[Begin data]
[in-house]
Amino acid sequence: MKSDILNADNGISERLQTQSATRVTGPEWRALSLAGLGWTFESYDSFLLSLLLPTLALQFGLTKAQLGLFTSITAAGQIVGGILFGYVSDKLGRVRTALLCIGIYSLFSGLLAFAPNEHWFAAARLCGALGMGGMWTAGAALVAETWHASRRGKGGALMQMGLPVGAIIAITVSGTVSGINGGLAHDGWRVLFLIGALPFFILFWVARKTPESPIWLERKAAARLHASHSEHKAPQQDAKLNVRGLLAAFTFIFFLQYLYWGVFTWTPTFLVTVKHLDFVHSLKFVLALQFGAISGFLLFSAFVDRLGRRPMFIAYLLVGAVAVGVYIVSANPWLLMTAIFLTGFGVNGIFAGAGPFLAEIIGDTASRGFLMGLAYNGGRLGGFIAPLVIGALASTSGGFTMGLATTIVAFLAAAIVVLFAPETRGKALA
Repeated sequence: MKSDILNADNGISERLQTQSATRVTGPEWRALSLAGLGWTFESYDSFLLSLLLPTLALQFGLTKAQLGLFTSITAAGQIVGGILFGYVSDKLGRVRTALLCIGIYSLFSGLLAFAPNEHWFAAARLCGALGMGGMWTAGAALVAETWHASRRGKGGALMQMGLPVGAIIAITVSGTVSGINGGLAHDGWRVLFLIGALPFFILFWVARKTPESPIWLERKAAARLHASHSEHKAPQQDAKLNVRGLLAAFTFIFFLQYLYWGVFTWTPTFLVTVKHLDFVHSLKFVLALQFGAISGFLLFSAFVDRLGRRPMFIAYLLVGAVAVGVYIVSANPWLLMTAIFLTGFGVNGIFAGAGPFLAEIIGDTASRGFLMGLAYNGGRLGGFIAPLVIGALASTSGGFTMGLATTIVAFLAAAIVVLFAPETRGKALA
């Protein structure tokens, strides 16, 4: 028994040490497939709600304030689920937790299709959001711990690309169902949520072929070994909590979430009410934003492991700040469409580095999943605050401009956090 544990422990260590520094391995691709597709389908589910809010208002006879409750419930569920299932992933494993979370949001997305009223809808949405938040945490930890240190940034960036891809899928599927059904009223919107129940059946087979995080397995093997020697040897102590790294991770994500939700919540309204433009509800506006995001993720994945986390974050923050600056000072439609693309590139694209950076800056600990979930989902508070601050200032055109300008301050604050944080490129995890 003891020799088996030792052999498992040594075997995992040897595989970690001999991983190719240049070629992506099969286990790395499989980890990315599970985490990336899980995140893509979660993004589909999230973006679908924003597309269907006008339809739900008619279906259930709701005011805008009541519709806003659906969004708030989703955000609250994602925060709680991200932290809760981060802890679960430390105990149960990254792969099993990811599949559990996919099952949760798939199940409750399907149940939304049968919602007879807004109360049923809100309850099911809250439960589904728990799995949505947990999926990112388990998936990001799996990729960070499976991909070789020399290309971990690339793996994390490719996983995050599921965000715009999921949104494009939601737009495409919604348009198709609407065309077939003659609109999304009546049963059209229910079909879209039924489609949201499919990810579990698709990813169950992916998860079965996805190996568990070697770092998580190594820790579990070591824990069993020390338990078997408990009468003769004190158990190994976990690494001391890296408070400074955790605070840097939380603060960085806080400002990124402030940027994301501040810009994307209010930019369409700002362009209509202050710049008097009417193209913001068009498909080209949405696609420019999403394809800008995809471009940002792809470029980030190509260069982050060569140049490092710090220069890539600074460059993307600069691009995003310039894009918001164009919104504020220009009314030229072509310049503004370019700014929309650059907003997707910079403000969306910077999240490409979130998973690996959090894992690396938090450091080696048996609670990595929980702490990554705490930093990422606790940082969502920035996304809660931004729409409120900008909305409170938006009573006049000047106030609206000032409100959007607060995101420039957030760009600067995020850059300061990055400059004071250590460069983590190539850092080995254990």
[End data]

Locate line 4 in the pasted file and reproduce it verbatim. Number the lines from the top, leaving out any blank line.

């Protein structure tokens, strides 16, 4: 028994040490497939709600304030689920937790299709959001711990690309169902949520072929070994909590979430009410934003492991700040469409580095999943605050401009956090 544990422990260590520094391995691709597709389908589910809010208002006879409750419930569920299932992933494993979370949001997305009223809808949405938040945490930890240190940034960036891809899928599927059904009223919107129940059946087979995080397995093997020697040897102590790294991770994500939700919540309204433009509800506006995001993720994945986390974050923050600056000072439609693309590139694209950076800056600990979930989902508070601050200032055109300008301050604050944080490129995890 003891020799088996030792052999498992040594075997995992040897595989970690001999991983190719240049070629992506099969286990790395499989980890990315599970985490990336899980995140893509979660993004589909999230973006679908924003597309269907006008339809739900008619279906259930709701005011805008009541519709806003659906969004708030989703955000609250994602925060709680991200932290809760981060802890679960430390105990149960990254792969099993990811599949559990996919099952949760798939199940409750399907149940939304049968919602007879807004109360049923809100309850099911809250439960589904728990799995949505947990999926990112388990998936990001799996990729960070499976991909070789020399290309971990690339793996994390490719996983995050599921965000715009999921949104494009939601737009495409919604348009198709609407065309077939003659609109999304009546049963059209229910079909879209039924489609949201499919990810579990698709990813169950992916998860079965996805190996568990070697770092998580190594820790579990070591824990069993020390338990078997408990009468003769004190158990190994976990690494001391890296408070400074955790605070840097939380603060960085806080400002990124402030940027994301501040810009994307209010930019369409700002362009209509202050710049008097009417193209913001068009498909080209949405696609420019999403394809800008995809471009940002792809470029980030190509260069982050060569140049490092710090220069890539600074460059993307600069691009995003310039894009918001164009919104504020220009009314030229072509310049503004370019700014929309650059907003997707910079403000969306910077999240490409979130998973690996959090894992690396938090450091080696048996609670990595929980702490990554705490930093990422606790940082969502920035996304809660931004729409409120900008909305409170938006009573006049000047106030609206000032409100959007607060995101420039957030760009600067995020850059300061990055400059004071250590460069983590190539850092080995254990």